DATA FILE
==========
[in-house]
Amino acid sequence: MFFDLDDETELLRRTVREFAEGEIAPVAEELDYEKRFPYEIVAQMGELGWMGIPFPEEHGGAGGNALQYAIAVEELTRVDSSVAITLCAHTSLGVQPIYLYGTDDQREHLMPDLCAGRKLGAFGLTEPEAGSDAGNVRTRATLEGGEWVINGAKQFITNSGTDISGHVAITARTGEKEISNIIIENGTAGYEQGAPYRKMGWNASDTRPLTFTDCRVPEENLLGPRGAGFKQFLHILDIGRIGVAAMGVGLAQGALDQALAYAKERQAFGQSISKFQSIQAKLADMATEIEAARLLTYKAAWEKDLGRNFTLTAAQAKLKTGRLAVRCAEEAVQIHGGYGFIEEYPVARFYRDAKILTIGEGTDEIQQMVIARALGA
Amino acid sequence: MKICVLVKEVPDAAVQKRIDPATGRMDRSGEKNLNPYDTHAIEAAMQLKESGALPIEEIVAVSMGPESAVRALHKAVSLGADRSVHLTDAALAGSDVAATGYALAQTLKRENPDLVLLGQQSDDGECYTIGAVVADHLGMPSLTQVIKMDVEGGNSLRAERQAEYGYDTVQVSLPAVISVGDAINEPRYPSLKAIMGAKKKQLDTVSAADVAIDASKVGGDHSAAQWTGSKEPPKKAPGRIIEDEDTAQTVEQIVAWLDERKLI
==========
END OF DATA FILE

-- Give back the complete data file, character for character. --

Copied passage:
[in-house]
Amino acid sequence: MFFDLDDETELLRRTVREFAEGEIAPVAEELDYEKRFPYEIVAQMGELGWMGIPFPEEHGGAGGNALQYAIAVEELTRVDSSVAITLCAHTSLGVQPIYLYGTDDQREHLMPDLCAGRKLGAFGLTEPEAGSDAGNVRTRATLEGGEWVINGAKQFITNSGTDISGHVAITARTGEKEISNIIIENGTAGYEQGAPYRKMGWNASDTRPLTFTDCRVPEENLLGPRGAGFKQFLHILDIGRIGVAAMGVGLAQGALDQALAYAKERQAFGQSISKFQSIQAKLADMATEIEAARLLTYKAAWEKDLGRNFTLTAAQAKLKTGRLAVRCAEEAVQIHGGYGFIEEYPVARFYRDAKILTIGEGTDEIQQMVIARALGA
Amino acid sequence: MKICVLVKEVPDAAVQKRIDPATGRMDRSGEKNLNPYDTHAIEAAMQLKESGALPIEEIVAVSMGPESAVRALHKAVSLGADRSVHLTDAALAGSDVAATGYALAQTLKRENPDLVLLGQQSDDGECYTIGAVVADHLGMPSLTQVIKMDVEGGNSLRAERQAEYGYDTVQVSLPAVISVGDAINEPRYPSLKAIMGAKKKQLDTVSAADVAIDASKVGGDHSAAQWTGSKEPPKKAPGRIIEDEDTAQTVEQIVAWLDERKLI